Michael: So we have 33 people here in Mountain View and another 50 people who are outside contractors and consultants who work remotely and they do a lot of support in supporting medical billing for the doctors is kind of outsourced contractors,
Alan: Now you made the Inc. 500 fastest-growing company list and that was is sued in 2014, so where do you anticipate you’ll be in a 3-5 year window?
Michael: That's a really great question we’re really proud to making 500 list I really like to thank all of our customers out there because you know we have a upsell product we don't just give her product way for free. So I’m really grateful for all the doctors who buy our paid services to take over their medical billing because that's what allowed us to grow our revenue so quickly and I would say our goal is to really keep growing as fast as possible kind of true North for us what I was considered because me and Dan are both software developers we really care about the products there's a lot of technology things we focus on just making the product better adopting new technologies and make them relevant for doctors to start using day-to-day in their practices and true North is really to keep investing in product really keep growing or revenue if we made a 500 list again next year will be doing amazingly well if you keep up in 1800% growth you know every three years will be doing phenomenal if we can maintain that and also just personally I really care about improving our customer services while we're a real tech focused company but I think unlike a lot of other Silicon Valley tech focused companies in the healthcare space service is incredibly important, doctors and healthcare providers really need a lot of support and training a lot of them are coming from environments where they were just using paper and didn't even have a computer in the office and we’re introducing really cutting-edge technology to them so you have to give them a lot of training and support to get up to speed and also I think to be successful in her industry we just have to raise the bar on supporting our customers and training them better and ideas something we've improved amazingly on in the last year in the kind of shoes in a revenue numbers no doctors sign up at this month-to-month was great Amazing technology and grab their attention to get in the sign-up and we kind of have to fulfill the contract by giving them really good supporting training to keep them paying us every month because if we don't. After few months and we won't really keep earlier revenues in a sustainable way.
Alan: I'm visiting here today with Michael Nusimow and Daniel Kivatinos they’re the cofounders of Drchrono its a medical practice software that doctors can put on their iPad. I need to take another break and we'll be right back after these messages.
Alan: Welcome we’ve been visiting here today with the cofounders of Drchrono Michael Nusimow and Daniel Kivatinos we’ve been talking about how the doctors being allowed to put his whole medical practice belaying and patient records on an iPad of which when you started this is really cutting-edge, how do you stay ahead of the curve here to keep putting more more things on the cutting edge I'm just going to throw out a question, Apple talks about a watch coming-out or does this wireless that is basically saying we can eliminate the computers altogether, are you for that in the company, do you see a vision of that down the road or how do you stay on the cutting edge?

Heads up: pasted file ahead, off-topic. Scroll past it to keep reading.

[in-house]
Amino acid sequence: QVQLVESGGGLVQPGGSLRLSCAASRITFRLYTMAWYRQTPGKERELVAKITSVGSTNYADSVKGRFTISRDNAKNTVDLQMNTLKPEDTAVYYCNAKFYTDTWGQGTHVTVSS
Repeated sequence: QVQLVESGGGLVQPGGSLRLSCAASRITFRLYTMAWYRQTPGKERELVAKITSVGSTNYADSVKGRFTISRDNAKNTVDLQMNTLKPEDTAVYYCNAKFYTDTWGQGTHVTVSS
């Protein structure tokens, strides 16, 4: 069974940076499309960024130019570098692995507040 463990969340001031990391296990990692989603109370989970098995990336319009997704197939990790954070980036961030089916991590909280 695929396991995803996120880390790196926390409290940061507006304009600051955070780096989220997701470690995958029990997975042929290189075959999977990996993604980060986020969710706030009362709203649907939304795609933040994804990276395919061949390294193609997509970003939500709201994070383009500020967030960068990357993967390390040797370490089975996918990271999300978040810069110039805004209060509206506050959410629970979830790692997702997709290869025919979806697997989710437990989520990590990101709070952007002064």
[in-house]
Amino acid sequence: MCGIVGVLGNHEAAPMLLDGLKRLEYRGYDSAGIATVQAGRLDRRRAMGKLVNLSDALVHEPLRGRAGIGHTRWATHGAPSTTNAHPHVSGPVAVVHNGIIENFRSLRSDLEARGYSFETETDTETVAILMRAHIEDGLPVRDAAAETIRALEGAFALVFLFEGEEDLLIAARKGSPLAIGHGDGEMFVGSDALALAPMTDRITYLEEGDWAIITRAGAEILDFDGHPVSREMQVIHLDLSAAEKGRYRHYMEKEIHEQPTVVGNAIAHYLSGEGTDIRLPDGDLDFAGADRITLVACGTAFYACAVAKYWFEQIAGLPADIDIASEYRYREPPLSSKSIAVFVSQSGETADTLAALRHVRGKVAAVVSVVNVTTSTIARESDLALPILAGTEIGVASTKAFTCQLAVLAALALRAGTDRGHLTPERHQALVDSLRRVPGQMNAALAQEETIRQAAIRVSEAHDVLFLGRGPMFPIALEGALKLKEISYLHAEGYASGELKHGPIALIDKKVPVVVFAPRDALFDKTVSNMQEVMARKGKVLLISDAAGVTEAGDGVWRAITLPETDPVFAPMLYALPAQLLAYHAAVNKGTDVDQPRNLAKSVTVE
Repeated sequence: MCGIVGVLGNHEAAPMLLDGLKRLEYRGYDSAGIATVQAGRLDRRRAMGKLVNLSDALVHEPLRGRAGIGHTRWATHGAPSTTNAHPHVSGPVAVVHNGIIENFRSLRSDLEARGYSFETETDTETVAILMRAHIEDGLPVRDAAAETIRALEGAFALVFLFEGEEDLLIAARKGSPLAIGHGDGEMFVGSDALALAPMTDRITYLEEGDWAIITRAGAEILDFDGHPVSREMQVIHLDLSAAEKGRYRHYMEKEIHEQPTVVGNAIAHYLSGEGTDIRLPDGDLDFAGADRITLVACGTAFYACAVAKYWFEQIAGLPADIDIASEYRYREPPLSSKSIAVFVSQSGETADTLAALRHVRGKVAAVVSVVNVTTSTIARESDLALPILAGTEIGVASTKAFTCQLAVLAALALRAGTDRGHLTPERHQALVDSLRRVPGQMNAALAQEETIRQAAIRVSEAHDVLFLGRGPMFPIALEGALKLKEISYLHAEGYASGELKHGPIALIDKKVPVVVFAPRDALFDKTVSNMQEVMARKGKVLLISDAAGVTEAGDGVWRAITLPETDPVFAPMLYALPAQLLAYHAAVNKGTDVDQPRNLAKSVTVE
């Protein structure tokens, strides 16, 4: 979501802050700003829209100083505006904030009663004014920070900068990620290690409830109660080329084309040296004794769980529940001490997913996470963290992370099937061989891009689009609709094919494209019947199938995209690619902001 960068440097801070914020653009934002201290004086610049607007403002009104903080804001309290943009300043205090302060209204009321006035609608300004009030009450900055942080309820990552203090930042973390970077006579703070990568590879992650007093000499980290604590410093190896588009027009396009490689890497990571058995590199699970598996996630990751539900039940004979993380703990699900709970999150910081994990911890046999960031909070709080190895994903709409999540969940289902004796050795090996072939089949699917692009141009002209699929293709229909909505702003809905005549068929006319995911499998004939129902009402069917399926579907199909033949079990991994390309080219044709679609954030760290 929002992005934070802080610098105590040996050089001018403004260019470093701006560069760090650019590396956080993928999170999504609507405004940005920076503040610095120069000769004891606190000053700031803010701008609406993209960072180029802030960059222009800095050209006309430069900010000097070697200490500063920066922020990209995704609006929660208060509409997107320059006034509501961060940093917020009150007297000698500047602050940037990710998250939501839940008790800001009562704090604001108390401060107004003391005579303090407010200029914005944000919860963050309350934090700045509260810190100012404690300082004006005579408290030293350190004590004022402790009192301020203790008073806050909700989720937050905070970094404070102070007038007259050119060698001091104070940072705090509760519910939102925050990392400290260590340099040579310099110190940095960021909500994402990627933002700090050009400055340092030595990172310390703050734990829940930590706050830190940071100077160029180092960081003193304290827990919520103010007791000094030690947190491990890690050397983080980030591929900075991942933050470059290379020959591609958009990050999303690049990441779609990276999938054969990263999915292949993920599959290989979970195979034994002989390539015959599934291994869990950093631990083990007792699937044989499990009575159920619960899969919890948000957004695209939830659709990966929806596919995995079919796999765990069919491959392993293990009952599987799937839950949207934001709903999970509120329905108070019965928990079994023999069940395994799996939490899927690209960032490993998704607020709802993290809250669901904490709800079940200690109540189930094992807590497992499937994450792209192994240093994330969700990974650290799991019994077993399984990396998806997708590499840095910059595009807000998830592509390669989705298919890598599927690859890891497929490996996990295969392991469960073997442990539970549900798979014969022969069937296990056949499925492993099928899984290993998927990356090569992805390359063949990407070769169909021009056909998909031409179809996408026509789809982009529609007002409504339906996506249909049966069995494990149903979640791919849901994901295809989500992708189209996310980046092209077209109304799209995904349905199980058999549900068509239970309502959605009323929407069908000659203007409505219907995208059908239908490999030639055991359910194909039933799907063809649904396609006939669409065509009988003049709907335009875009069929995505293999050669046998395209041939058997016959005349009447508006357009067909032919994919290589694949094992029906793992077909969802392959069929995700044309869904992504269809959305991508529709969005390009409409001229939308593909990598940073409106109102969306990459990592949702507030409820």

Daniel: Sure I can take this question so I would say that technology moves at a really rapid pace in the last hundred years you went from no computers basically effectively nothing out there to what we have today and every single year leaps and bounds of progress are made whether it be the iPad whether it be the computer whether be a tablet or iPhone one thing that just came out was Apple had produced something called Health and its and app on your phone and what this does this connects all of these Internet of things all these devices around you blood pressure cuffs glucose meters software producing software tidbits all these things are pulling you into this one way that you could take a data and do interesting things with and I see the Internet of things becoming the next wave of interesting interactions for us as human beings You can have whatever it might be a sleep apnea device and you can pull that into your iPhone and this is sort of unheard of before right so you is the as an individual you're your health becomes more accountable, so this is one of the new wave sets happening and it's it's hard to predict exactly what these waves are going to be but they keep happening year after year and we see what's happening in the sort of say this is the future so we I personally believe and Michael believes that the Internet of things all these things coming together taking that data, giving it to the individual to share with their physicians, it's definitely something that’s happening right before your eyes in the Apple watch has a pulse right so you literally will wear an Apple iWatch and you'll get a pulse rate on that which you have in your iPhone you can share it with your doctor never had that before.